Determining where developers will find additional funding to cover better ventilation will be a critical issue, he said. Funding for affordable housing has already been hit hard by the pandemic, plus there are ever-increasing construction costs.
“It remains to be seen if these will be increasingly value engineered out of building designs in order to keep projects out of the red," Davis said. “We trust that developers will continue to see the value of higher quality ventilation systems to provide healthy spaces for their occupants."
"Some developers have already explored more costly options, such as UV treatment or HVAC bipolar ionization systems even though they are not proven to be fully effective." – Ryan Keane, Vice President of Nashville Operations for James McHugh Construction Co.
“It will be interesting to see if these items come to fruition," Keane said. “Projects still need to pencil out and whether a developer plans to hold or sell the building may dictate how much they are willing to spend on these various upgrades."
Not everyone will want to work from their apartment or will need more space to conduct meetings quietly. The apartment industry will need to offer more workspaces, similar to the shift made by hotel architects and designers incorporating more workspaces and Wi-Fi for business travelers in hotel lobbies.
While co-working spaces or coffee-shop replications will not disappear, residents might be more selective in how they choose to occupy those spaces, said Brad Vogelsmeier, Vice President of Development at Milhaus, an Indianapolis-based, mixed-use development, construction and property management company that specializes in Class A, urban, multifamily, residential buildings.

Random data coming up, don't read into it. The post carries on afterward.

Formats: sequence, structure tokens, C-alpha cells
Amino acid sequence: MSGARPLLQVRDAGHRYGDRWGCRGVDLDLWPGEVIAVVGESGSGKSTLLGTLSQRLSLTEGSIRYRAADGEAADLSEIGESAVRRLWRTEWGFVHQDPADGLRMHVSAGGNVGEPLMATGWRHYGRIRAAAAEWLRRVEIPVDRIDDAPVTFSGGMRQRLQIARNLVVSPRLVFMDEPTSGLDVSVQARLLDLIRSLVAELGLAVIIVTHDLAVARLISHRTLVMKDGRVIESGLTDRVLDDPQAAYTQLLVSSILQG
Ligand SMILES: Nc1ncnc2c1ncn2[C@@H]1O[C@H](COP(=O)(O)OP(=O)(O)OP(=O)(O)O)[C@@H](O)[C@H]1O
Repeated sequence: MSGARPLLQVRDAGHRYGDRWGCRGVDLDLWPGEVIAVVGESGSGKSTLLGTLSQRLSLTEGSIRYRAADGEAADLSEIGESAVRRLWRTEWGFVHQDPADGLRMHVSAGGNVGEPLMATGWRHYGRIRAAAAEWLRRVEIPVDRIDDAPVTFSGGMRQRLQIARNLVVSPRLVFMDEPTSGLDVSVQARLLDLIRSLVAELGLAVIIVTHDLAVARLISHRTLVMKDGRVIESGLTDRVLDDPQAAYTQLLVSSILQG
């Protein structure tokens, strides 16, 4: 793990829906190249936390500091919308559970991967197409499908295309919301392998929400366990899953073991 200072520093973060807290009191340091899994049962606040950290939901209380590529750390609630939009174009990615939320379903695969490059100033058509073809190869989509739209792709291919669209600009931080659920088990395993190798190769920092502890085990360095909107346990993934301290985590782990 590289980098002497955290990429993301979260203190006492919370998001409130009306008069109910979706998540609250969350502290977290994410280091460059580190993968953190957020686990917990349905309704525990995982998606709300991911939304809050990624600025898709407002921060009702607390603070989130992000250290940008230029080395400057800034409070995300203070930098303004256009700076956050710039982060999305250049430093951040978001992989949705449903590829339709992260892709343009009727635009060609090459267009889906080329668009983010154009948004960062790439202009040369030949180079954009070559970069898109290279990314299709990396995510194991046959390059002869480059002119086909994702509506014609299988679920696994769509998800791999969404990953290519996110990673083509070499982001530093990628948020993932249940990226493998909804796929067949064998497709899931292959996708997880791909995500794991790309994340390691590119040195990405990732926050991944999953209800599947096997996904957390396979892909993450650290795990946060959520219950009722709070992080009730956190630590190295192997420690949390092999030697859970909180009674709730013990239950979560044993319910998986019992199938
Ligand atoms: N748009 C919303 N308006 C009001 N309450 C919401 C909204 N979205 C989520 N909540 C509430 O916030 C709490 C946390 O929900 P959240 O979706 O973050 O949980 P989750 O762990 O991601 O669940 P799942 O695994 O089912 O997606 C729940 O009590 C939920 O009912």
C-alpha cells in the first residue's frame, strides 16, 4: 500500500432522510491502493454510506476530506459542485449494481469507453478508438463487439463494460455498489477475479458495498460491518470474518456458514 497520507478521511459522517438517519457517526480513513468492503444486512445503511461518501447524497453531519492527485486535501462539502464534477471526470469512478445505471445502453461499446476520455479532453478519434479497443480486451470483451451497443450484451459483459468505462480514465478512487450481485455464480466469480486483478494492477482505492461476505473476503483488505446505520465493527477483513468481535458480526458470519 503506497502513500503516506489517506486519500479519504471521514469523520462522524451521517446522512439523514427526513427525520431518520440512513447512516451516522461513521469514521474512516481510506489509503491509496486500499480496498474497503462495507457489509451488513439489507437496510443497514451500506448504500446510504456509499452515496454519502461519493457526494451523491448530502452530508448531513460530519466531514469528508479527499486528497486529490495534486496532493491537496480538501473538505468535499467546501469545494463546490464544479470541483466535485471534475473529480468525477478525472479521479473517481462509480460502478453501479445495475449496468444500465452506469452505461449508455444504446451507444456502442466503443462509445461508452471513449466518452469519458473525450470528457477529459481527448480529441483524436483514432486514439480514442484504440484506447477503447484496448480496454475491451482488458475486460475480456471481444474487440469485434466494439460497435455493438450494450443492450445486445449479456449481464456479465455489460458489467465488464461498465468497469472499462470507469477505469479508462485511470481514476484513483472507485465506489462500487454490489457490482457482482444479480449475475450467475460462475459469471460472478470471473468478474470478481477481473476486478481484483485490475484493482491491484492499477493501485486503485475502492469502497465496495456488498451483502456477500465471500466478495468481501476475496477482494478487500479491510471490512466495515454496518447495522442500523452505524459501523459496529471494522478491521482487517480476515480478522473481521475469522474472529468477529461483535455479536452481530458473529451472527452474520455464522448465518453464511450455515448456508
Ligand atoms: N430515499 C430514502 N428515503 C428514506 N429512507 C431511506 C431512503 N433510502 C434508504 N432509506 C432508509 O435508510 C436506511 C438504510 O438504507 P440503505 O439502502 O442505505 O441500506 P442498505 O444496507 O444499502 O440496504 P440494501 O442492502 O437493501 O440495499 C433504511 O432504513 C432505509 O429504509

“Not everyone is programmed to work in an office and some still want light social interaction that these public spaces provide," he said. “Getting a small group together and not being on top of other people will be valuable. Amenity areas should be configured to accommodate more than just one group at a time."
Apartment complexes will need to adapt as more people will be working remotely and having this workplace mindset means they can provide tenants the co-working environment they desperately seek, said Mayank Agrawal, CEO of ZenSpace, a Santa Clara, CA-based meeting space company.
“Apartment common spaces will need to think about soundproof workspaces, tech-enabled meeting rooms, quality internet and options to help maintain social distancing," he said. “As we've seen from the pandemic, working from home just doesn't work for many people, whether it's due to noisy levels, multiple family members in a small space or simply a need to get away."
“Any interior or exterior common space that can be broken up should be to better facilitate multiple conversations or gatherings in the same place at the same time," said Vogelsmeier. “We've been forced into our own living spaces for so long and having private space is great, but getting a small group together and not being on top of other people will be valuable. Amenity areas should be configured to accommodate more than just one group at a time."
Even before the impact of the pandemic took place, some building designers were already working on adding demands from customers and rethinking natural light is a no-brainer. Renters have consistently demanded apartment units to have more light, outdoor space and purpose-built office and desk spaces for years, said Jake Dietrich, Vice President of Development at Milhaus.
“This is really pent up demand and developers are trying to figure out how to meet that demand with their products, while still keeping rents affordable and projects in budget," he said.
The compact spaces within apartments can be adapted to incorporate more true workspaces into smaller square footage.